Background Survival outcomes for patients with unresectable primary liver tumors (hepatocellular carcinoma [HCC] and intrahepatic cholangiocarcinoma [iCCA]) remain dismal, despite available locoregional and systemic treatment options. This pilot study aims to evaluate the safety and tolerability of intratumorally delivered autologous dendritic cell (DC) vaccine after external beam radiotherapy (EBRT) in unresectable HCC and iCCA. We hypothesize that in situ DC-mediated tumor vaccination via radiation-induced immunogenic cell death, will elicit tumor-specific immunity and improve clinical outcomes.
Methods Enrolled subjects undergo leukapheresis for DC manufacturing prior to EBRT administration as per standard of care for unresectable localized HCC/iCCA. After EBRT, 7 monthly ultrasound-guided intratumoral injections of mature DC (30-60 million cells) are administered (figure 1). An adjuvant booster (Prevnar vaccine) is given with the first 3 injections. The primary endpoint is the incidence of significant toxicity, and secondary endpoints include objective response rate (ORR) and survival. Pre/post-treatment peripheral blood samples are collected for immune correlative studies, including multiparametric flow cytometry and single-cell RNA sequencing.
Results As of July 28, 2022, eight subjects have enrolled (5 HCC; 3 iCCA) with five (3 HCC; 2 iCCA) having completed the protocol and three (2 HCC; 1 iCCA) currently in active phase. DC manufacturing success has been 100% and the maximal dose of 60 x 106 DC appears to be tolerated without autoimmunity or grade ≥ 3 adverse events (AEs), with the exception of one subject with grade 3 hyperbilirubinemia. The most common AEs include limited injection site pain and nausea. Early response data from the five subjects who have completed the protocol is encouraging with ORR of 60% (n=3, all partial response). One responder with iCCA has an ongoing response at 2 years (figure 2), and another HCC subject had stable disease for over one year. Preliminary cellular immunophenotyping and T cell receptor (TCR) clonotyping/profiling has revealed both the emergence of new TCR clones and expansion of existing TCR clones, including clones with tumor reactive and cytotoxic profile, suggesting this combination could enhance tumor reactive cytotoxic T cell response (figure 3). However, many of the TCR clones also have early exhaustion signal with upregulation of multiple checkpoint receptors. Thus, incorporating immune checkpoint inhibition (ICI) may help further enhance the cytotoxic functions of these TCR clones.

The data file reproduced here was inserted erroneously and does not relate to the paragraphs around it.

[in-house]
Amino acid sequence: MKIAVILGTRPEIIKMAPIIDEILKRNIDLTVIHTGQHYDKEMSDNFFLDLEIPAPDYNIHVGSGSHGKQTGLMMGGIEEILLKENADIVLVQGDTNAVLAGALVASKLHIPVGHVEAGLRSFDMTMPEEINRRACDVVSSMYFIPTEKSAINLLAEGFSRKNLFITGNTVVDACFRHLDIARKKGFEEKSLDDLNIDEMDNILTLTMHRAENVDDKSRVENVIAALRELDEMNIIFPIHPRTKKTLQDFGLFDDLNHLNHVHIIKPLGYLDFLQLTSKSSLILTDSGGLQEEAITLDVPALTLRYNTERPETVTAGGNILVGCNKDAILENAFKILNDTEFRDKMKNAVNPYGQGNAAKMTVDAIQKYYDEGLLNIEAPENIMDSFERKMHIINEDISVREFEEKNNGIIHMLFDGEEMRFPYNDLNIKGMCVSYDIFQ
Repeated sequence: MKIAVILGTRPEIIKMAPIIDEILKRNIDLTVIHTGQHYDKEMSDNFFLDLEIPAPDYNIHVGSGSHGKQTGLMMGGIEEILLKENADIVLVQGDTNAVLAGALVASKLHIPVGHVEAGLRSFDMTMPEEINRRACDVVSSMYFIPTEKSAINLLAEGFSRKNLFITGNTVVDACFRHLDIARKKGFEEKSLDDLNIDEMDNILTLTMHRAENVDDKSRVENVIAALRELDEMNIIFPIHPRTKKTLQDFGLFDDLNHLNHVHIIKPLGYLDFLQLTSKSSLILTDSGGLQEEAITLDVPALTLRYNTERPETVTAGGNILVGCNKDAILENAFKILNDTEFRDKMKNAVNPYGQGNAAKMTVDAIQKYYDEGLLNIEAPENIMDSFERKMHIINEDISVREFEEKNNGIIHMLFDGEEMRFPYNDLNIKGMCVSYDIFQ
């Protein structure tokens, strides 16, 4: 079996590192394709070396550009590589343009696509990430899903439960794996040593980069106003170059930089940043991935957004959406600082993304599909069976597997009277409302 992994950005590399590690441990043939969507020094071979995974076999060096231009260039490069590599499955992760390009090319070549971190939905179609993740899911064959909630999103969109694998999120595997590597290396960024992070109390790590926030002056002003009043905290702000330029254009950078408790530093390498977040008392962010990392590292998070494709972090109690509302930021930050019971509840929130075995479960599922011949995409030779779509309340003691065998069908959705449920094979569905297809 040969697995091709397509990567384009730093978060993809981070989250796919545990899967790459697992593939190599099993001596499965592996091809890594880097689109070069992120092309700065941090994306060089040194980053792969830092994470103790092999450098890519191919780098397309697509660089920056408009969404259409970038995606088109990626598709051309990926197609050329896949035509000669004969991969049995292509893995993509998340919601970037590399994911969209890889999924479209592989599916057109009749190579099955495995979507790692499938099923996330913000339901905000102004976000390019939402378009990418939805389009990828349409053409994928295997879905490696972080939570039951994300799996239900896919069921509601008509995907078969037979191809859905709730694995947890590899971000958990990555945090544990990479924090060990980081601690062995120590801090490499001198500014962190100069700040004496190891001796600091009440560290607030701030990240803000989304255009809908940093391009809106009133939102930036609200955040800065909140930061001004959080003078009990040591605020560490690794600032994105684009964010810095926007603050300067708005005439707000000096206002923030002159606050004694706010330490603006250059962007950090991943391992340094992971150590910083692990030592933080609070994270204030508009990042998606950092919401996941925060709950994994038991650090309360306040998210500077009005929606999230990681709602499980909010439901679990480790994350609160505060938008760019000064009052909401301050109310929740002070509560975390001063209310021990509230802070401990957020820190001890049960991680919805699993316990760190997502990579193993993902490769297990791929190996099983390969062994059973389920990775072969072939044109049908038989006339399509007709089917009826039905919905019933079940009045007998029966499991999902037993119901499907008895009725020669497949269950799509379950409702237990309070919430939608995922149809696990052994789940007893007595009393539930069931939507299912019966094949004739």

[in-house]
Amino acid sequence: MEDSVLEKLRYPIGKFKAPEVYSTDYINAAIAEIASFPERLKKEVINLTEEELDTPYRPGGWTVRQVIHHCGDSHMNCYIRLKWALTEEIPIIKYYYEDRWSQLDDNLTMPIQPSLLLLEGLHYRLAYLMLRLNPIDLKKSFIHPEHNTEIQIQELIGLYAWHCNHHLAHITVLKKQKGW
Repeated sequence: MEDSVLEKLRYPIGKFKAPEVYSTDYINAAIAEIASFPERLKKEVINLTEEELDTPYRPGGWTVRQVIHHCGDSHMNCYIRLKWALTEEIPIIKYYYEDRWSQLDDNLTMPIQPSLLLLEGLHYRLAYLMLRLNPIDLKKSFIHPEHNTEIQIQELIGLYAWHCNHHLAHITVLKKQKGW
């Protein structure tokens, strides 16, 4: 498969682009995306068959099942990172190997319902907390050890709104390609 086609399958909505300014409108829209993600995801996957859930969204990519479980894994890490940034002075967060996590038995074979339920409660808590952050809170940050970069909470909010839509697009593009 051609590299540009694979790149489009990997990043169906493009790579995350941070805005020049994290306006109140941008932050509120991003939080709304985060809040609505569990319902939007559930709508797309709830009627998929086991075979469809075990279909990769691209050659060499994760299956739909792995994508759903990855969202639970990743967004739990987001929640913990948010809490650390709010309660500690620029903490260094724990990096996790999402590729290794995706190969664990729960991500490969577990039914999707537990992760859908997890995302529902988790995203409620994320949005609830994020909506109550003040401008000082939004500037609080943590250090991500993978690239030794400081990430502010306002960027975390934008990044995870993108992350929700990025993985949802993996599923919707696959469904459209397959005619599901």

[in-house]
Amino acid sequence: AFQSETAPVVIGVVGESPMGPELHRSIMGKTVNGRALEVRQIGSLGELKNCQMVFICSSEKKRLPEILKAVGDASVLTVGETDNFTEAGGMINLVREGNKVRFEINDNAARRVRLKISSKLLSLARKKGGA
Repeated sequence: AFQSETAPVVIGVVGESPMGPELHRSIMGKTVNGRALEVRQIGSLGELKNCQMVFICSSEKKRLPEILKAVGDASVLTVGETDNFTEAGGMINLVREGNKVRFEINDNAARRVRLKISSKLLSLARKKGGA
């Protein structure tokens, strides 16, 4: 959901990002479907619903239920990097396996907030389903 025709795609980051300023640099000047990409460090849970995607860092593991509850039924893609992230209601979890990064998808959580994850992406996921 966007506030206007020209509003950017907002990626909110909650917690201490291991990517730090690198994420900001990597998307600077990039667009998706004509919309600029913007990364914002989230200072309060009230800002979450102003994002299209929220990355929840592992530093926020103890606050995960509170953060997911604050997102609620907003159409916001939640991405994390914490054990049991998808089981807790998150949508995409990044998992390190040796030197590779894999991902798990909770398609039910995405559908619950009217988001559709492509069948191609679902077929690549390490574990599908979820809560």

Conclusions Despite being preliminary, data from subjects treated to date suggest a favorable safety profile, encouraging signs of efficacy and induction of tumor-specific immunity which could be further enhanced by the addition of ICI.
Acknowledgements This study has received funding and support from the Mayo Clinic Immuno-Oncology Project, Conquer Cancer Foundation of ASCO, Mayo Clinic Hepatobiliary SPORE, and the Bristol Myers Squibb Foundation.
Trial Registration NCT03942328
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